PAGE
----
Suspension of belief still has to be slightly logical. Sure, I can believe in Magic and stuff like that, but really? Alien Race with technology beyond our world is really going to be destroyed by RPGs and WW2 Era munitions? Not so much.
Ignoring Torch's apparent unwillingness to discuss this topic, I will say that Suspension of Disbelief matters on a few things. One: How much are you willing to invest into the setting presented. Two: Internal consistency. It doesn't matter if it's all powered by Phlobtonium, it either has to be explained, or in the way Star Wars does it, make it seem like it's so normal that no one within said setting makes much of it. To continue Star Wars here, Blasters? Speeders? Spaceships that can and can't break the speed of light? All fantastical things, but the characters take it as normal, so the audience is encouraged to as well. And lastly, how 'grounded' in common things is the setting in question. In Star Wars, yes, Laser Swords, and Blasters and Speeders and Starships are all fantastical, but there are analogs we can identify, and as long we are willing to just accept some things just are (Like the Force) we can enjoy the film.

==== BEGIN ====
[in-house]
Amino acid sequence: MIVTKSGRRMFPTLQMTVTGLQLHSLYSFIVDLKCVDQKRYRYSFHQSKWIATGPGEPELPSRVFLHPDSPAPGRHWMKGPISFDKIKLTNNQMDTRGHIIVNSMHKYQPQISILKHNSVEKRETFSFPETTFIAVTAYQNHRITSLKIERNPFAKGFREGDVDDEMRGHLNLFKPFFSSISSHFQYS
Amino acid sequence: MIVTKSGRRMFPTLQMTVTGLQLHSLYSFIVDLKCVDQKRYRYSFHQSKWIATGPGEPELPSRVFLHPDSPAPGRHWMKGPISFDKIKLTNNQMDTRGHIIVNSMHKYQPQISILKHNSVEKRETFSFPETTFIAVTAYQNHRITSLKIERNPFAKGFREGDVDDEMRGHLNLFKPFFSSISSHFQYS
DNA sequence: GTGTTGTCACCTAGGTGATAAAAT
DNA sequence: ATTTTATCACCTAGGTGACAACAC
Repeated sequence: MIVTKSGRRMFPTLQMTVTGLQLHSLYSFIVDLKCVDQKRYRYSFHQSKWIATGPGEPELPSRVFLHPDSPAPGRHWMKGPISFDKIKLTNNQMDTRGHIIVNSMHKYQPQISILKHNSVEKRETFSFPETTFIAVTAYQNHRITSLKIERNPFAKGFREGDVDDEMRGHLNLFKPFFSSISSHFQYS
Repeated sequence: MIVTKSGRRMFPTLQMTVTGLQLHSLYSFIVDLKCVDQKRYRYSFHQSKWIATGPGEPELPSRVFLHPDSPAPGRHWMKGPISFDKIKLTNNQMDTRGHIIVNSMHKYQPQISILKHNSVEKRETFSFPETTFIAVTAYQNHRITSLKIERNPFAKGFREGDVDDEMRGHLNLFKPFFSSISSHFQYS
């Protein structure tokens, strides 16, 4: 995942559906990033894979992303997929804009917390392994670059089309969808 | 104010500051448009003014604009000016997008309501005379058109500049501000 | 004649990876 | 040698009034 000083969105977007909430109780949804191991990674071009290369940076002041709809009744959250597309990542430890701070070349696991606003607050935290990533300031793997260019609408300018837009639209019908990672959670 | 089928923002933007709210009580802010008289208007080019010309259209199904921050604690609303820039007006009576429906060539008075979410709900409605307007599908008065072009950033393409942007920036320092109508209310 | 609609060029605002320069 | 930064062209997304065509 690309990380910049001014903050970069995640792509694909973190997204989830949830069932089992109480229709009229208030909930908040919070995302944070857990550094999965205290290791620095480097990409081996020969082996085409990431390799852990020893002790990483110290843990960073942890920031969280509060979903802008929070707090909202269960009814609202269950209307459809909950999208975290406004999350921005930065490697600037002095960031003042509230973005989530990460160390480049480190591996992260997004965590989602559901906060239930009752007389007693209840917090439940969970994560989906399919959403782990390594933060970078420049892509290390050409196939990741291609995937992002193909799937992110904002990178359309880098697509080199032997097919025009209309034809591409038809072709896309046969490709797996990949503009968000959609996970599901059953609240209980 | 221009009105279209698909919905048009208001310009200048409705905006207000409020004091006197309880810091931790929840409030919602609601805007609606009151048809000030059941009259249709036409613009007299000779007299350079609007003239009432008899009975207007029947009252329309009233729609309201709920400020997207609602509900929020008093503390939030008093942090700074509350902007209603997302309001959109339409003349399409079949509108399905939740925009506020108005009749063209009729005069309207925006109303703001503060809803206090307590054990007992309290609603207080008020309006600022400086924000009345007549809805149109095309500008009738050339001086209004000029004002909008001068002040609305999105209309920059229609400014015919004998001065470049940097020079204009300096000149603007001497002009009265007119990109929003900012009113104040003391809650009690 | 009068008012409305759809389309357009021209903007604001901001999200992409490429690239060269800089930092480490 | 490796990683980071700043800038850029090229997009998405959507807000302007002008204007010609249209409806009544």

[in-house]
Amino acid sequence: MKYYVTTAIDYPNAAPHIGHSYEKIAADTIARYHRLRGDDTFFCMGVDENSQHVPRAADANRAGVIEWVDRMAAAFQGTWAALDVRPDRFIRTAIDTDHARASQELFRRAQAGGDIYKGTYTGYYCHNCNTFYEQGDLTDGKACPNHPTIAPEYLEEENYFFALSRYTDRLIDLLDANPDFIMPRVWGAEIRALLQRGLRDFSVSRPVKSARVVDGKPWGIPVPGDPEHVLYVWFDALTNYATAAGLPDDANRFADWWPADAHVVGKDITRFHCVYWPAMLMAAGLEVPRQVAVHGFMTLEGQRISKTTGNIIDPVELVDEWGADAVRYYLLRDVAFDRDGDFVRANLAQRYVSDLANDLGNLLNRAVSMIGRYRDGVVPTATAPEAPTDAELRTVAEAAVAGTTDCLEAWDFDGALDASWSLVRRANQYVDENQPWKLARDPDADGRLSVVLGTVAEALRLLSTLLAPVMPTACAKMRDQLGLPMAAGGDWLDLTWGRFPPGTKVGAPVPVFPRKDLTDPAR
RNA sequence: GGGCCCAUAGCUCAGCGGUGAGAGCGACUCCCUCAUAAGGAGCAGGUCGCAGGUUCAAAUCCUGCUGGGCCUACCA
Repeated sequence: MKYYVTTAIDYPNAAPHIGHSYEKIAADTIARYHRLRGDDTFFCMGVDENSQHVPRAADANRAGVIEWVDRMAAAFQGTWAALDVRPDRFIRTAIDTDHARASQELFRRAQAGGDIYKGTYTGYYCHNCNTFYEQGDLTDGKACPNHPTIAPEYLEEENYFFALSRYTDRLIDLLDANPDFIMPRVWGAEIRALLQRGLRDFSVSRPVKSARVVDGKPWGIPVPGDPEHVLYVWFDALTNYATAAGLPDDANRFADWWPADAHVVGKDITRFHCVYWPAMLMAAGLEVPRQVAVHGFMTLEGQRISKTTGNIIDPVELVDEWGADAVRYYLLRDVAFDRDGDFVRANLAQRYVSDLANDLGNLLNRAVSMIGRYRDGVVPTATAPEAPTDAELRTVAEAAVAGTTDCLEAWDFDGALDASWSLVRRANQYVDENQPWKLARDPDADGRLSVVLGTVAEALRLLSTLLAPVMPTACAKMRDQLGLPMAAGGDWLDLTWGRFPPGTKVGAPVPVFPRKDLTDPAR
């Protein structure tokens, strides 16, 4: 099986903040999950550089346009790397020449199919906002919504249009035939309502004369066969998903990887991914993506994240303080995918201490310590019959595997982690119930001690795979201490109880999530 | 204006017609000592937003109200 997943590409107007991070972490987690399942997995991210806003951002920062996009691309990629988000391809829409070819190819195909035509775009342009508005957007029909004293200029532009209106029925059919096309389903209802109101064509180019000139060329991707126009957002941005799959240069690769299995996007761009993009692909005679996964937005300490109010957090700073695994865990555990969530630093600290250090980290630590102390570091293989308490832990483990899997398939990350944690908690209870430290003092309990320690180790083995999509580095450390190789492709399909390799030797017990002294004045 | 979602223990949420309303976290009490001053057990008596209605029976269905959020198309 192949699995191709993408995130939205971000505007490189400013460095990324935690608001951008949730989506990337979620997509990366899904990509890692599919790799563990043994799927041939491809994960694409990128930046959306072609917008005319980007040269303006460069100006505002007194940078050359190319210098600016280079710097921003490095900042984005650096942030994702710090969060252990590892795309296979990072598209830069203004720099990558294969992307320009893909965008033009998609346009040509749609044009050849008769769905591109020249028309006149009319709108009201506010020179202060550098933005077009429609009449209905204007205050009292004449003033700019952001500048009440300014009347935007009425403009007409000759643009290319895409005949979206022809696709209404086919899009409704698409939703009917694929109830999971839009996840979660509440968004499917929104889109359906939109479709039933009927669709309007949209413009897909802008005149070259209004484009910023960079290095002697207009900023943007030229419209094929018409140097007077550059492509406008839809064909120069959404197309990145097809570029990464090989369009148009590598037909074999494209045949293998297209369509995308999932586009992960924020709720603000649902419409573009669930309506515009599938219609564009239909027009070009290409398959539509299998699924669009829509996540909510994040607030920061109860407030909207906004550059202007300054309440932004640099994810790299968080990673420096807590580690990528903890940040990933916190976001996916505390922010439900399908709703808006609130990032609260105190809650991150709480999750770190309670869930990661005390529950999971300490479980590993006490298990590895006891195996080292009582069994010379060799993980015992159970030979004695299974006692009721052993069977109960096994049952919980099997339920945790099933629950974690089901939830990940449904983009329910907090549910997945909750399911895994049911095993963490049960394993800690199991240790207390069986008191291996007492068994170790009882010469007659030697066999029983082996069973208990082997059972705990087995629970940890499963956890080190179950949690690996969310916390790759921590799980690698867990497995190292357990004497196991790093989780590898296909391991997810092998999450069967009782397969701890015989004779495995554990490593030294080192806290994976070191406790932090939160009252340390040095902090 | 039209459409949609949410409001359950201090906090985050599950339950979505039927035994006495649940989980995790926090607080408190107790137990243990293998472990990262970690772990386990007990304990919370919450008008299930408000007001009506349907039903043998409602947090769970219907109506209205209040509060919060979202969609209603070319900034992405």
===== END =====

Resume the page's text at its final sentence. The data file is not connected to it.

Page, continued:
Of course, this is all subjective, and people have different levels of things they are willing to accept and things they aren't. As long as they explain WHY World War 2 stuff can hurt the bad guys, I'm willing to see it. Of course, it might just be so fun, you don't even notice.
Like in Independence Day, that fact that A) Earth styled computing worked on the Aliens. B) You could create a virus using Earth code. C) That an Apple product would be able to have a virus created on it. Not to mention the length of time needed to do so with any sense of reliability. But the movie was a lot of fun so no one actually questions that until AFTER the movie. And even then a lot of people just shrugged and moved on.